Terri Orser first realized something was wrong when she put on her uniform combat fatigues and started to tremble.
The Colwood woman, now 49, was a career servicewoman and a sergeant. She had joined the army at 17 and spent two tours in the former Yugoslavia where shooting took place nightly. Before that, she had been in the Middle East during the first Gulf War, where sirens went off every night warning of missile attacks.
In the former Yugoslavia, members of her unit had been killed; another lost both his legs.
And on one occasion, as the only woman in the unit, Orser was ordered to sit with a badly burned cook needing evacuation after a propane explosion. (She figures the job fell to her because her comrades thought she would be more sympathetic.)
She was later deployed for a number of years to South Africa on diplomatic duty and rarely had to even wear a uniform.
But in 1999, back in Canada, Orser reached for a set of camouflage fatigues.
After putting them on, she started to shake.
"I had no idea what was going on," she said.
Back then, few people admitted to post-traumatic stress disorder. And it took time to even ask for help.
"I felt ashamed," she said.
"It was - 'How could you have PTSD?' " Orser said.
"You've been here and there, witnessed this and that, and now, you're falling apart.' "
On the job, it felt as if everybody around her was ignorant and making endless demands. After work, all she wanted to do was sleep.
She recalls sitting in a doctor's office and suddenly breaking down in tears. The doctor told her as a sergeant, she had to pull herself together. But some psychological assistance was arranged, including a three-month group session to deal with her PTSD.
But Orser was forced to retire about five years ago with the rank, and pension, of warrant officer. The transition has been difficult.
She has since lost her home and now lives and works at Cockrell House, a Colwood facility for homeless veterans supported by the Canadian Legion Foundation.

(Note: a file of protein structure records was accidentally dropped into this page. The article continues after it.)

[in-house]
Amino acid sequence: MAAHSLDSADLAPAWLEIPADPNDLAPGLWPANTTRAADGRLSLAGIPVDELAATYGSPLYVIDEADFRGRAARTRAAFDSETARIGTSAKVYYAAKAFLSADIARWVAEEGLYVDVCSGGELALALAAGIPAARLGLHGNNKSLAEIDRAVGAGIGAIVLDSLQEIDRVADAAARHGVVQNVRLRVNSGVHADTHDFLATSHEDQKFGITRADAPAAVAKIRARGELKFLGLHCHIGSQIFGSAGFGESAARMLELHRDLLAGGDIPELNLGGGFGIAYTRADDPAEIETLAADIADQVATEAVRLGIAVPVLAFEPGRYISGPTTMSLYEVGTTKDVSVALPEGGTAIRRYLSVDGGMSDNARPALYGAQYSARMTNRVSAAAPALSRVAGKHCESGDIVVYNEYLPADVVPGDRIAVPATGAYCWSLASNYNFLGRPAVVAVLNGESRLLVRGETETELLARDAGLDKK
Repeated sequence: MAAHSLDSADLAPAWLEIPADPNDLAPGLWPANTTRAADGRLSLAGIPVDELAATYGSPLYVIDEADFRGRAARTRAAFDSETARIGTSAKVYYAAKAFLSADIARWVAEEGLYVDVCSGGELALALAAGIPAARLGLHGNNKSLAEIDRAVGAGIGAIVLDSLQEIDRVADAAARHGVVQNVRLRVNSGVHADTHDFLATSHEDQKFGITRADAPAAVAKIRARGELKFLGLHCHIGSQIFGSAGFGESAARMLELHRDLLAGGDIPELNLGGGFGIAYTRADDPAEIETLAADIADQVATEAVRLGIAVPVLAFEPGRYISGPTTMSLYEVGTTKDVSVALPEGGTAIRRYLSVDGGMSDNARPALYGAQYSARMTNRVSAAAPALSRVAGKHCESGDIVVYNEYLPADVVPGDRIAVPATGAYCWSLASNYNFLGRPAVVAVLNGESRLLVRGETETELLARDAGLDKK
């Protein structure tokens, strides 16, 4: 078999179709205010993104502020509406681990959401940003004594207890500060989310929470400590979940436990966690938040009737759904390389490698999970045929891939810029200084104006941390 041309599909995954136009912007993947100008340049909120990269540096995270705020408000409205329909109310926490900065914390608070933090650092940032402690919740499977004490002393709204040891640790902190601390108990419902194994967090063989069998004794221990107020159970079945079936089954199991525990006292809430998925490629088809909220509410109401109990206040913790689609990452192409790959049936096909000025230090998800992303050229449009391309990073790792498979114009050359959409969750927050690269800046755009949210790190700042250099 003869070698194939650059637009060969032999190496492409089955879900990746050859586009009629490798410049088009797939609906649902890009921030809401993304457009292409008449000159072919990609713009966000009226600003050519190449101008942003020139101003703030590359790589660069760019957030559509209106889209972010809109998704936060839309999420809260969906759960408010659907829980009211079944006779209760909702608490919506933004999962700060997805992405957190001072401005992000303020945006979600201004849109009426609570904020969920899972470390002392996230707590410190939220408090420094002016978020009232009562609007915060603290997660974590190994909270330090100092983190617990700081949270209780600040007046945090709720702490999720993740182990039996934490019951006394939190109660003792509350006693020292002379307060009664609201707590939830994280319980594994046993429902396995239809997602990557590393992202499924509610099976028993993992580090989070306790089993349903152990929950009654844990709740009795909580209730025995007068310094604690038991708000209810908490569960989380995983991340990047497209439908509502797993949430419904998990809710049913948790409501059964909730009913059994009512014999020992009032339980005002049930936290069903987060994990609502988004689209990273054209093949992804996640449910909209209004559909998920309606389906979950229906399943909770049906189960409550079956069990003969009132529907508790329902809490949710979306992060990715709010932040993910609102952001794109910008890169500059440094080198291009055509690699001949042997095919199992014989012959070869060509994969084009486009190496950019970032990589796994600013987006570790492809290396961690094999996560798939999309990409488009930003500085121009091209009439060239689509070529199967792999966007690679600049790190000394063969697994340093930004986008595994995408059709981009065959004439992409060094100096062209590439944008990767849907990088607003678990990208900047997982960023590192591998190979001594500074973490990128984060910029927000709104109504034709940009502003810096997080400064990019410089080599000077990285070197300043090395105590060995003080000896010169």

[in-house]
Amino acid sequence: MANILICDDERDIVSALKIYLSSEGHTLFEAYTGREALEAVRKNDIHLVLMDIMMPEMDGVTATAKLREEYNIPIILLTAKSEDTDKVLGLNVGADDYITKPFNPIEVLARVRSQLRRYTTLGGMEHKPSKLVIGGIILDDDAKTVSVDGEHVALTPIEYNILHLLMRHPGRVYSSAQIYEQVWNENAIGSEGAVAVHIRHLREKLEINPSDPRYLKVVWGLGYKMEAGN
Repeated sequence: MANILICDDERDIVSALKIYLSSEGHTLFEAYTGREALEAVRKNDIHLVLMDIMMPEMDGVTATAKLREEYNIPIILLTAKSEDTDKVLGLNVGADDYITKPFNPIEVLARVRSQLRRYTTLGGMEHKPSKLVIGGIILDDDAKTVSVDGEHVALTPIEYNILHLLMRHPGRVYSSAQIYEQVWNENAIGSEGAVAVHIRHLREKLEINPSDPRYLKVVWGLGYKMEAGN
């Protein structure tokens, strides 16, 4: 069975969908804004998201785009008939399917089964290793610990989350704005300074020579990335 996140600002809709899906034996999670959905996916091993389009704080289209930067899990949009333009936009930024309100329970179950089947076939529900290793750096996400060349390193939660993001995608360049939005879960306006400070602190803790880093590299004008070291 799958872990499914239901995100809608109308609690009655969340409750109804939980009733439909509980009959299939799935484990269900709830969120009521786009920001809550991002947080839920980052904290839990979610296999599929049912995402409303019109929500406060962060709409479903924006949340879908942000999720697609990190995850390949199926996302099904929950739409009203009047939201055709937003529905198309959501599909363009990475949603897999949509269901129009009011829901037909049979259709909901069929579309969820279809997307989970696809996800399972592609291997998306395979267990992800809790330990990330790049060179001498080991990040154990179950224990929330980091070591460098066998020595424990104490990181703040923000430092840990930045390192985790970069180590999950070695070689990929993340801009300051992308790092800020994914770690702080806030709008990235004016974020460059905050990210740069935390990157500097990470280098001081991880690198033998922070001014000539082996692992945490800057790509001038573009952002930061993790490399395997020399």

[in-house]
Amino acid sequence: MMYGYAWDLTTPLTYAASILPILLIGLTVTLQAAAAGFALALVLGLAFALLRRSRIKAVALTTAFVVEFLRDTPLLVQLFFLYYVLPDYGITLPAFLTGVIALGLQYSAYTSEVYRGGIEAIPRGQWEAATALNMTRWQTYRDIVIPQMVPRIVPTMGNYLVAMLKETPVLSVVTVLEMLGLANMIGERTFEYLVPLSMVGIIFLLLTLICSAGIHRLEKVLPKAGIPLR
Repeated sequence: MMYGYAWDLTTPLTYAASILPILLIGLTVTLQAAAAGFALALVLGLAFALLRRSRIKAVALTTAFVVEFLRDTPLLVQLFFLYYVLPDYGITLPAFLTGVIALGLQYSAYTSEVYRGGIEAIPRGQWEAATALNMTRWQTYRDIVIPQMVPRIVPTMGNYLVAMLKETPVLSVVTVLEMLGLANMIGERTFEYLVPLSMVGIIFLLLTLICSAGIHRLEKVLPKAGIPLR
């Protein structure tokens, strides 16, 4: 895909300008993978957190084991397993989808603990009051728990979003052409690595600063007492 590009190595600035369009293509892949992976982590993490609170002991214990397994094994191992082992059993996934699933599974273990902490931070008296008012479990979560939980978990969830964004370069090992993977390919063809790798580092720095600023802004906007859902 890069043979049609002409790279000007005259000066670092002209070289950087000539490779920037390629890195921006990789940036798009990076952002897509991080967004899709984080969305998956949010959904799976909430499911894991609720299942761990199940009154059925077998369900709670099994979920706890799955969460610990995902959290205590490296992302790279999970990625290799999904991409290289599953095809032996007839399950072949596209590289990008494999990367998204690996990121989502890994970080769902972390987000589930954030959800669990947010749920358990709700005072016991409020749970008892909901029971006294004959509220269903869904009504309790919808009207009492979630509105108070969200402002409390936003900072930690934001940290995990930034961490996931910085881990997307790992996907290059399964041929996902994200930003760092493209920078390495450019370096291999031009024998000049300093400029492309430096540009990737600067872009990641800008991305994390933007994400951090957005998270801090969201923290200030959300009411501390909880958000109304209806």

It's the only facility of its kind in Canada, offering both a place to drop in and a place to stay for up to three years for veterans having trouble making a transition. And it's supported and operated by the Legion Foundation, not the Ministry of Defence or Veterans' Affairs.
Dave Sinclair, chairman and past-president of the Legion Foundation, said Orser is far from unique.
Sinclair said many veterans dealing with PTSD can quickly fall off everybody's radar. Many of them lose contact even with those anxious to help. Too often they slip into a pattern of substance abuse and homelessness.
"We've found these people on the street; we have them living under bridges," Sinclair said. "We know that we have far more out there than we are able to help right now."
Problems are especially acute with reservists, released from military service and sent straight back to civilian life where people won't understand their experiences. And if a reservist is sent home to a small town, he may find himself the only veteran around with Afghanistan experience.
"The regular forces guy, no matter where he is stationed, there is all kinds of infrastructure around," Sinclair said. "And he has his buddies there that he can talk to. It can be immensely more difficult for the reservist when they come back."
He also said all military people making a transition to civilian life can find themselves in trouble.
Even without the added difficulty of traumatic memories, making the jump from the military to civilian life is tough.
Sinclair said the military should be preparing people at least a year prior to their retirement, with counselling and courses to prepare them for the jump.
"The biggest problem when they get out is they are not prepared for civilian life," Sinclair explained. "A lot of them just don't make it."
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